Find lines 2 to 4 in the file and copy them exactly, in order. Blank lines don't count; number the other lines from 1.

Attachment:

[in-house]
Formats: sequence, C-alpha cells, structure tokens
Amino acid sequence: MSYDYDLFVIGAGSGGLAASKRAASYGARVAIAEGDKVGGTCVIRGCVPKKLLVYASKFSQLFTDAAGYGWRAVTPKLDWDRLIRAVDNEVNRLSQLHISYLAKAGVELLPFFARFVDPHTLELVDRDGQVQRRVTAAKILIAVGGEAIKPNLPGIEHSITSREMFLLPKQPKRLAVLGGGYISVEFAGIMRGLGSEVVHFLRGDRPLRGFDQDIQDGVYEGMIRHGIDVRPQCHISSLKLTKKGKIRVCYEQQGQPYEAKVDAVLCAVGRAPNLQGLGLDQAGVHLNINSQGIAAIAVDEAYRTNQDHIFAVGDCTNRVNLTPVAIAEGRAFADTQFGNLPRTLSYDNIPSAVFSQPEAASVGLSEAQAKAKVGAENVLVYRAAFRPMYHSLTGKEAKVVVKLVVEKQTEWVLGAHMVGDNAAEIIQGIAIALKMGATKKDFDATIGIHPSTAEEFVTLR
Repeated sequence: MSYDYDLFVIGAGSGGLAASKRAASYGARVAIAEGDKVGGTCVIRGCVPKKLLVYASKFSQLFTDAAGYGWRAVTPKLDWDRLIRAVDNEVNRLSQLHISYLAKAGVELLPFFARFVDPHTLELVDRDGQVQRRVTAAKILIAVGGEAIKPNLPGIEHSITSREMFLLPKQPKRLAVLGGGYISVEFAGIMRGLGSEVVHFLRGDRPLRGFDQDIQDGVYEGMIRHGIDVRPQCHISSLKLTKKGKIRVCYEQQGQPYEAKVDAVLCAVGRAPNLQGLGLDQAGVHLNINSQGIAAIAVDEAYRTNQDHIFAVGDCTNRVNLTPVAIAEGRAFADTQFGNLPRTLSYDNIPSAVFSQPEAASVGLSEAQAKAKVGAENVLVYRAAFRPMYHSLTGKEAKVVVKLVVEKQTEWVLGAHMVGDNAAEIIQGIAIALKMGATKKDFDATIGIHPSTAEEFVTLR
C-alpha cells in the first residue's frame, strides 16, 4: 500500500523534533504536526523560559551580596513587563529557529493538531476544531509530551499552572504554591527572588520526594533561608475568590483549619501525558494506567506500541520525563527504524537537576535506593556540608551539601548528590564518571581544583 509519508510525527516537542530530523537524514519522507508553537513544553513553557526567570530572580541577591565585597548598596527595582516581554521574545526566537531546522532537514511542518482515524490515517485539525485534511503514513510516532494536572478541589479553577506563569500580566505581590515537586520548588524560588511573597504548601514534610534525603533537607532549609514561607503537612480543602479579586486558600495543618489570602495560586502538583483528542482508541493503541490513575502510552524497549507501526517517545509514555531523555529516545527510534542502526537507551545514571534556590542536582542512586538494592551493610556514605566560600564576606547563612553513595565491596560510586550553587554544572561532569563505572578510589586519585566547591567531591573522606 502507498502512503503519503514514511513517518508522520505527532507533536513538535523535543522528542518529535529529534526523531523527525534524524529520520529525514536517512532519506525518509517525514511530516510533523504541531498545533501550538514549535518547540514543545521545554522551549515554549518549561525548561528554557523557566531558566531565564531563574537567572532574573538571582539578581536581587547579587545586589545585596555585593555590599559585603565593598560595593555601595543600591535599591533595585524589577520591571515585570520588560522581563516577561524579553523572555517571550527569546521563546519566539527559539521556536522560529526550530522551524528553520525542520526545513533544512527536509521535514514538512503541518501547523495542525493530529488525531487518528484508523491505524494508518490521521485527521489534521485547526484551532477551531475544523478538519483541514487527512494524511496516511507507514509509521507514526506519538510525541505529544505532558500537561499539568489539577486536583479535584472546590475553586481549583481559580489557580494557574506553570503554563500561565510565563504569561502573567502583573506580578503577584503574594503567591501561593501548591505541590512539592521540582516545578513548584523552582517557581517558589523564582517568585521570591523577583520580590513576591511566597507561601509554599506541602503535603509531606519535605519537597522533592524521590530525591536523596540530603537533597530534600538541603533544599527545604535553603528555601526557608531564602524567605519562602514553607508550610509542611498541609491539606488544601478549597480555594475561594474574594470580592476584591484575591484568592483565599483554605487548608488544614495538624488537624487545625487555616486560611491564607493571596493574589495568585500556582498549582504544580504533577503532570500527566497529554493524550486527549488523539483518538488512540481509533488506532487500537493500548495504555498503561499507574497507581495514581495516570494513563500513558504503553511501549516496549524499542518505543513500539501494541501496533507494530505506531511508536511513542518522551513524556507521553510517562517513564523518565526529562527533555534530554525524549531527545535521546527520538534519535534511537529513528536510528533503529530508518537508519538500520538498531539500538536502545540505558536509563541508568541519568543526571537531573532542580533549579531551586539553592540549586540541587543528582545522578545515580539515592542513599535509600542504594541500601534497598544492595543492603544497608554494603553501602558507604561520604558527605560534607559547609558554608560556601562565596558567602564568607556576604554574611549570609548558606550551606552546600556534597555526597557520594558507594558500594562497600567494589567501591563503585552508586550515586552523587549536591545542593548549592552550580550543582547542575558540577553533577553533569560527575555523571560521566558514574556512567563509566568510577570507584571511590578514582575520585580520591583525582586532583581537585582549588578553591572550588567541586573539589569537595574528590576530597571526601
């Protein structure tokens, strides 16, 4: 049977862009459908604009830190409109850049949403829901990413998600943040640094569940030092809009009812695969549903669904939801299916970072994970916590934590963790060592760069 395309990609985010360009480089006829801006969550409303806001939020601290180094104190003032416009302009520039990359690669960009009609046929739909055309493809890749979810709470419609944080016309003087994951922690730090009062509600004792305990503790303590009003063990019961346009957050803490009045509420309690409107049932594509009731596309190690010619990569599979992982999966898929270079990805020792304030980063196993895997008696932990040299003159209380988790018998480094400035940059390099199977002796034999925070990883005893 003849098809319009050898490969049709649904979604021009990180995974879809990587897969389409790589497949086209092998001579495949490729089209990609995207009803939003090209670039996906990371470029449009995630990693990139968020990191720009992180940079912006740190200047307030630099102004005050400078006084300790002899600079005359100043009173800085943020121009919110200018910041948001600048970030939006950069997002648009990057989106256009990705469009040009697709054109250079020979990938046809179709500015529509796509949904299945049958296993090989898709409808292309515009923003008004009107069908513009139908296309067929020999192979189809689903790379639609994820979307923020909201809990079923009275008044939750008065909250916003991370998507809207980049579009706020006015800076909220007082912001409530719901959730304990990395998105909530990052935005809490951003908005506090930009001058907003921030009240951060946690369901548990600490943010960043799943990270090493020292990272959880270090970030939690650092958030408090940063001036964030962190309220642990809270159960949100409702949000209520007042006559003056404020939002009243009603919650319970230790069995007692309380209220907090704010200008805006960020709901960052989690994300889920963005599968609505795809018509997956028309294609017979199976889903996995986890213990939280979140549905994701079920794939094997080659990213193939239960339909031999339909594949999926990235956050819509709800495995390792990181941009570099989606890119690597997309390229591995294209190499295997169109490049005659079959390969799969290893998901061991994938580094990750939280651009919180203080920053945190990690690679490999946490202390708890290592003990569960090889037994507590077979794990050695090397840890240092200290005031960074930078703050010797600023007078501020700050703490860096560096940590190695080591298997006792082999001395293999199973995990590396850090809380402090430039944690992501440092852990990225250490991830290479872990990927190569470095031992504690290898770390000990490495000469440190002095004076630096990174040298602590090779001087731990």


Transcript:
Formats: sequence, C-alpha cells, structure tokens
Amino acid sequence: MSYDYDLFVIGAGSGGLAASKRAASYGARVAIAEGDKVGGTCVIRGCVPKKLLVYASKFSQLFTDAAGYGWRAVTPKLDWDRLIRAVDNEVNRLSQLHISYLAKAGVELLPFFARFVDPHTLELVDRDGQVQRRVTAAKILIAVGGEAIKPNLPGIEHSITSREMFLLPKQPKRLAVLGGGYISVEFAGIMRGLGSEVVHFLRGDRPLRGFDQDIQDGVYEGMIRHGIDVRPQCHISSLKLTKKGKIRVCYEQQGQPYEAKVDAVLCAVGRAPNLQGLGLDQAGVHLNINSQGIAAIAVDEAYRTNQDHIFAVGDCTNRVNLTPVAIAEGRAFADTQFGNLPRTLSYDNIPSAVFSQPEAASVGLSEAQAKAKVGAENVLVYRAAFRPMYHSLTGKEAKVVVKLVVEKQTEWVLGAHMVGDNAAEIIQGIAIALKMGATKKDFDATIGIHPSTAEEFVTLR
Repeated sequence: MSYDYDLFVIGAGSGGLAASKRAASYGARVAIAEGDKVGGTCVIRGCVPKKLLVYASKFSQLFTDAAGYGWRAVTPKLDWDRLIRAVDNEVNRLSQLHISYLAKAGVELLPFFARFVDPHTLELVDRDGQVQRRVTAAKILIAVGGEAIKPNLPGIEHSITSREMFLLPKQPKRLAVLGGGYISVEFAGIMRGLGSEVVHFLRGDRPLRGFDQDIQDGVYEGMIRHGIDVRPQCHISSLKLTKKGKIRVCYEQQGQPYEAKVDAVLCAVGRAPNLQGLGLDQAGVHLNINSQGIAAIAVDEAYRTNQDHIFAVGDCTNRVNLTPVAIAEGRAFADTQFGNLPRTLSYDNIPSAVFSQPEAASVGLSEAQAKAKVGAENVLVYRAAFRPMYHSLTGKEAKVVVKLVVEKQTEWVLGAHMVGDNAAEIIQGIAIALKMGATKKDFDATIGIHPSTAEEFVTLR